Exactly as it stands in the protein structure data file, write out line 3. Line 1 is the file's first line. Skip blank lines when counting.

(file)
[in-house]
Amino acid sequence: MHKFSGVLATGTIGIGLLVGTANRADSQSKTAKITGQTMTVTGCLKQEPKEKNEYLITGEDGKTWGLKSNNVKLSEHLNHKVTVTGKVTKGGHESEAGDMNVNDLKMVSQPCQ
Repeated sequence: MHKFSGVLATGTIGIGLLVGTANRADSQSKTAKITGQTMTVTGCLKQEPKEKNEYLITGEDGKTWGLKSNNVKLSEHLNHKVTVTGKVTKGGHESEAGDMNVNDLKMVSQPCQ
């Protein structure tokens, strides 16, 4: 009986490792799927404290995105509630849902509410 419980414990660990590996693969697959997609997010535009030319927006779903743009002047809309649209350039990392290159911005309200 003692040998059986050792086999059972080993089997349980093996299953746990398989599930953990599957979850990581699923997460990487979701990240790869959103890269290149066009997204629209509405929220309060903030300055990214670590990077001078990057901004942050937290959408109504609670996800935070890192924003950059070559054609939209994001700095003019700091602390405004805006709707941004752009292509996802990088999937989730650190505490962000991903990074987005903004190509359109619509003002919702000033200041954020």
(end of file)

Repeated sequence: MHKFSGVLATGTIGIGLLVGTANRADSQSKTAKITGQTMTVTGCLKQEPKEKNEYLITGEDGKTWGLKSNNVKLSEHLNHKVTVTGKVTKGGHESEAGDMNVNDLKMVSQPCQ